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Indian Court Upholds Death Sentence for Mumbai Terror Attacker

  • Kurt Achin

A policeman stands guard outside the Bombay High Court before the delivery of a judgement for Mohammad Ajmal Kasab, Mumbai, February 21, 2011

A policeman stands guard outside the Bombay High Court before the delivery of a judgement for Mohammad Ajmal Kasab, Mumbai, February 21, 2011

An Indian court has upheld a death sentence for a Pakistani who was the lone surviving gunman in Mumbai's terrorist attacks more than two years ago.

Twenty-two-year-old Mohammad Ajmal Kasab was described as smiling as Mumbai's high court rejected the appeal of his death sentence Friday.

Kasab was the only one of ten young Pakistani gunmen taken alive after three days of terrorist attacks against hotels and other civilian targets in November 2008 that killed 166 people. He received multiple death sentences based largely on extensive video evidence that showed him wielding automatic weapons at the attack sites.

Indian Home Minister P. Chidambaram praised the Mumbai court's decision.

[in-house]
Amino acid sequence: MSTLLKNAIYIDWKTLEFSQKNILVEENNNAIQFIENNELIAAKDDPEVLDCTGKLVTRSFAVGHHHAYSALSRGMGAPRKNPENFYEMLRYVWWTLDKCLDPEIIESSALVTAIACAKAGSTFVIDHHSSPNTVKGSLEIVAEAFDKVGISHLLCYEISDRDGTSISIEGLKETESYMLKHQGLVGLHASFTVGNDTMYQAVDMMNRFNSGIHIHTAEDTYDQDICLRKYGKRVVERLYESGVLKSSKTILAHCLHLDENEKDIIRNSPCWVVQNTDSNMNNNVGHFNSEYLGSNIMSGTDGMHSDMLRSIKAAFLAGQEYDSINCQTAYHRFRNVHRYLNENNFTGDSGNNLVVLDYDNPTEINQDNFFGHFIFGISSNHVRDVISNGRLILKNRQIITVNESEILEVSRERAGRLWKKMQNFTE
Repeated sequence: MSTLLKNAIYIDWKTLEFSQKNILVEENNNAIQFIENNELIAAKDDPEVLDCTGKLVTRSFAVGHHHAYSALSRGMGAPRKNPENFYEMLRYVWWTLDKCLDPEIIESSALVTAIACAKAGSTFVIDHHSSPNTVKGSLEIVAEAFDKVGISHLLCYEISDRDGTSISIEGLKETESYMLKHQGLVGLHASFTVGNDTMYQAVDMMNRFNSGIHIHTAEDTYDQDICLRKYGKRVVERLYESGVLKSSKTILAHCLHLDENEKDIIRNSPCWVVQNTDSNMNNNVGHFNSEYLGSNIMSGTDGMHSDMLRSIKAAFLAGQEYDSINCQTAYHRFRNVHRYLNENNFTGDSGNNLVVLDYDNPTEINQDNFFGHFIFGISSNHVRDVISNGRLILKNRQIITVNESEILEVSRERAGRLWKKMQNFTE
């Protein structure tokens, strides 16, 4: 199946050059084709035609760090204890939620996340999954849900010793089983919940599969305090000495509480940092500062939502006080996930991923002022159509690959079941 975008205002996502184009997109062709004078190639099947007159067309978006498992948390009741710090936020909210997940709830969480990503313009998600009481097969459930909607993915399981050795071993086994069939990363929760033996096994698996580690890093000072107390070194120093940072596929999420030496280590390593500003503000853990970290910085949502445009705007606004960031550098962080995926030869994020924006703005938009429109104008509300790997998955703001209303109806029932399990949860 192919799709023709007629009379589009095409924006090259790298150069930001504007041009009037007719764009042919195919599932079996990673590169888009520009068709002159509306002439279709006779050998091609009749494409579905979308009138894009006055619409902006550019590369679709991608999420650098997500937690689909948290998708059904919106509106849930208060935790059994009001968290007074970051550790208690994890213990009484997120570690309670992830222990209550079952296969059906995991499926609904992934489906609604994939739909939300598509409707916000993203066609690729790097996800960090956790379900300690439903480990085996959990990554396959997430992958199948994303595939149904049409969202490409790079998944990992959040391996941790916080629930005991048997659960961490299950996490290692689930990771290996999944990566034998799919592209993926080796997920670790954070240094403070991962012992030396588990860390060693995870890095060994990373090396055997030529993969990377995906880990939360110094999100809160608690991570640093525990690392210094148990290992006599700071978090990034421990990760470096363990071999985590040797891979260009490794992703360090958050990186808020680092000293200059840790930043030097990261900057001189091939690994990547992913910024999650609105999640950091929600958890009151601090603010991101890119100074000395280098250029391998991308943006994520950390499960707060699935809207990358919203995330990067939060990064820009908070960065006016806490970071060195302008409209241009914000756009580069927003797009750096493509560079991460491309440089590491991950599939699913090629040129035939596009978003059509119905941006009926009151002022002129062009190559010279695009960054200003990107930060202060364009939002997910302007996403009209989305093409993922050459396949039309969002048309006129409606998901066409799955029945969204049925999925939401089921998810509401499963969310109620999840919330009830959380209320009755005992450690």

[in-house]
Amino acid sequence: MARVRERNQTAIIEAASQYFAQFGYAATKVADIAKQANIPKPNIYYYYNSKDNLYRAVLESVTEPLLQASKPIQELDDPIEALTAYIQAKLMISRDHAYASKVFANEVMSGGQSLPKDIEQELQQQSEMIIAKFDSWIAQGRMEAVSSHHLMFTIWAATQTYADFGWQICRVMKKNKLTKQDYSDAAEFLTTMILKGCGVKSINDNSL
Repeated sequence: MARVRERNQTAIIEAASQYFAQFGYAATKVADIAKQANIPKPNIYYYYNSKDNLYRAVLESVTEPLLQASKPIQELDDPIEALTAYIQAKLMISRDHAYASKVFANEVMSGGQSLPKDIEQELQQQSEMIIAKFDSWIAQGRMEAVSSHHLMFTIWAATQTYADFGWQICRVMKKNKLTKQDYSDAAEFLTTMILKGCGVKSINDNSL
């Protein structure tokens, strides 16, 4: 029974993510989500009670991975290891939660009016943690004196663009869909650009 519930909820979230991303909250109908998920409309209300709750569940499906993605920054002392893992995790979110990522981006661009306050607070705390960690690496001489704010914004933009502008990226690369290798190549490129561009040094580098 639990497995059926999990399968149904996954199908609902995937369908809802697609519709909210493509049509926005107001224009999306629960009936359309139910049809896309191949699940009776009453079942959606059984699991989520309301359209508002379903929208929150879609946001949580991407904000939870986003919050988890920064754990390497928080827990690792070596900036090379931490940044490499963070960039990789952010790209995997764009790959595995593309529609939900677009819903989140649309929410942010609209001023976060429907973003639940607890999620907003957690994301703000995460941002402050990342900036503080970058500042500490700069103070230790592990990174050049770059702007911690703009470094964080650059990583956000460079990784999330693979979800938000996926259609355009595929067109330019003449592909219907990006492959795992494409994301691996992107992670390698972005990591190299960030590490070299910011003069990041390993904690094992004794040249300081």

"This is a tribute to our legal system... The manner in which we have dealt with the Kasab case has actually raised the prestige of our legal system," Chidambaram said.

Prosecution lawyer Ujjwal Nikam says the court accepted his argument that Kasab had no hope of reform or rehabilitation.

He says he told the court this is the rarest of rare crimes. He says the court accepted that he is responsible for the deaths of 166 people, and therefore confirmed the death sentence.

The judges who rejected Kasab's appeal pointed out he killed innocent people mercilessly, with extreme perversity, and with no signs of remorse. They described the three-day terror campaign as a an attack on Indian sovereignty, and Kasab personally as a threat to society.

Kasab attended Friday's court session via teleconference, for reasons of security. His defense lawyer, Farhana Shah, says she plans to brief him on his next options when she sees him.

"Definitely I will tell him that he has all the legal right to go to honorable Supreme Court,” Shah said. “Because this is not the ultimate end."

In addition to appealing to the Supreme Court, Kasab has the right to make a plea for a presidential pardon. Dozens of other convicted criminals have filed similar clemency appeals – a fact that could delay his execution for years.

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